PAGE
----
So, its been a while-I’ll admit. We’re now, back in Maryland, where Yousuf has started first grade and Noor has started going to pre-school two mornings a week. It was a very long, very hot summer-as Yousuf keeps reminding me (“is the weather cooler now in Gaza? When it is, tell me so we can go back!”) -but a very productive and interesting one. I am always sad to leave Gaza, my home, the place of so much inspiration and energy and hope-despite the continuous efforts to destroy it. For the first time in recent memory,we were able to cross in-and out-of Gaza in a single morning with no problems.
I guess Gaza felt the same way about us leaving so it gave us a little parting gift…
For weeks, Noor, who was attending a nursery there while I was working, was complaining of an itchy head.
I dismissed her daily pleas as a dry scalp and blamed either the saline faucet water or the body wash I mistook as shampoo and had been using on her hair. “But its itchy, itchy” she kept saying (“bi7uk!)… yeah yeah, so is my hair if I don’t use head and shoulders, big deal, I thought, if its not the water, it must be your genes…
But the itching did not cease. When we made it back to Columbia, I noticed little scabs on her scalp, which I could barely make out through her billowy brown curls.
“Yassine-why is her hair itching?” I inquired, hoping the doctor in him could provide an satisfying answer.
“Dunno-maybe its lice?” he replied nonchalantly, the seasoned son of a refugee camp.
“WHAT?! Lice? Where would she have gotten that from?!” I asked, quickly picking through her curls.
“Naw-long shot, I doubt it” he re-assured me, taking a quick look. “See, nothing”.
But more itching. I snuck to her bedroom, closed the door, and in the privacy of our own space, we discovered the horrible truth on our own…a tiny, sesame shaped bug was racing through her scalp, another hopping around like an ecstatic grasshopper in a large empty field (I’ve been told lice don’t jump-apparently, Gaza’s lice do)…
and then I lost it….”YASIIIIIIIIIIINE…NOOR HAS LICE……..HURRY….HELP…go buy lice shampoo or whatever now!!!” I screamed, recalling a diary article I read from some parenting digest I used to get in my inbox. “NOW!!!!” IT was 11pm. But my loving husband went anyway to the nearest Giant and retrieved said medication.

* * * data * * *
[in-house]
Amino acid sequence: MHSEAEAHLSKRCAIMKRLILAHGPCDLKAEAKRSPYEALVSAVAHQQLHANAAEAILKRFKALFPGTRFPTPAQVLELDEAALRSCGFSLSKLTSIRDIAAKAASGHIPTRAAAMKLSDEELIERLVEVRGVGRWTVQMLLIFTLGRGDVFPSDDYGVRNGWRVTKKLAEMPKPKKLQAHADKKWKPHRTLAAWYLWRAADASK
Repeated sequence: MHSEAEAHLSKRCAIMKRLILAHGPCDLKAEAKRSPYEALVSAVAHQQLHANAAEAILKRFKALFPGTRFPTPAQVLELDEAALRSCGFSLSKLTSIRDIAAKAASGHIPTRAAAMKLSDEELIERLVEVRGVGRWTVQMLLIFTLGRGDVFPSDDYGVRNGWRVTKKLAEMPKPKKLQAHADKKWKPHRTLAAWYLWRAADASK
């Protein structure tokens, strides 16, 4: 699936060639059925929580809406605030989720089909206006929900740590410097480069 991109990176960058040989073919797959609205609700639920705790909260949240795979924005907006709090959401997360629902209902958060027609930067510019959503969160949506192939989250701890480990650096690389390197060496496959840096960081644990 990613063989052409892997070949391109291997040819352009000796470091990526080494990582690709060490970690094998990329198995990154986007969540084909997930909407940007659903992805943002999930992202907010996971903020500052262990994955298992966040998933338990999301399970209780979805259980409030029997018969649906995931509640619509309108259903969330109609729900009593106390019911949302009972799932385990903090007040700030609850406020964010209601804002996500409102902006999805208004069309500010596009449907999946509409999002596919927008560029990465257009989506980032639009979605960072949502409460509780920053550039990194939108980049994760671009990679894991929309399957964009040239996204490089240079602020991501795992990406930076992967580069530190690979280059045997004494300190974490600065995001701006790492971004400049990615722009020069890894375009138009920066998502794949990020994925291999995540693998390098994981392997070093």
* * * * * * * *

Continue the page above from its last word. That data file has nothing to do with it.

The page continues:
A quick search through my own hair with the lice comb revealed I too had the unwanted buggers feeding on my head. And so I spent the next week boiling and disinfecting and vacuuming and washing and bagging every article of clothing, carpet, couch, toy, or bag we came in touch with, only to discover that its not really the live lice you have to worry about-its their eggs, or nits, which stick to your hair shafts with some kind of superglue they manufacture, and are nearly impossible to get rid of without finding them one by one ( ever heard of the word “nit-picking?”).
Upon discovering this unnerving fact, I began to research and employ every available home remedy known to man to “dissolve” the nit glue…we soaked our hair in olive oil and vinegar, until we smelled like salad; we poured Listerine on our hair over the tub; Vicks baby rub with essential oils; hot air from a dryer; tea tree shampoo; rosemary sprigs under our pillows…you name it, we tried it.
I then spoke to my father on Skype, back in Gaza City, who convinced me that the easiest thing to do is to shave Noor’s hair. “No! I can’t do that! Her curls!” Instead I sat her on the ground and began to snip every little white thing I saw in her hair…but one hair let to another, then another, then a bunch of hairs, until she looked like a mulcher had gone through it.
Then, in a moment of panic, I whisked her to the kitchen, took out the clippers…and sheared off her curls. That’s right, Noor was bald (I say was, because her hair has since grown about half an inch).
“You know you really didn’t have to do that” Yassine said, “just don’t go telling everyone you speak to that our daughter has lice” he added “there is a lot of stigma associated with it even though its very common in schools and has nothing to do with hygeine”.
“Who, me? tell everyone” c’mon Yassine…who am I gonna tell?” I replied.
Yousuf’s initial reaction was laughter. He then said she resembled Ang from the Avatar series, and proceeded to draw an arrow on her forehead, while I was driving, with a marker (I’m not sure how markers miraculously appear when you least expect-or want-them to). Noor loved it. I tried initially to conceal the fact that she had lice from him, worried this news may quickly spread to his friends and send the school in a panic (luckily, Yousuf was not infected, thanks to his short-sheared hair shortly before we left Gaza).
Her hair is slowly growing back, but of course we are constantly asked whether she was born like that, whether she’s sick, whether we decided to hold a belated head-shaving for her (an Islamic tradition, which we never did at birth), or whether we just did it because its a very modern and cool haircut.
“No-just head lice” I reply, finally coming to terms with the parasites who broke the siege and overcoming the stigma. “A parting gift from Gaza!”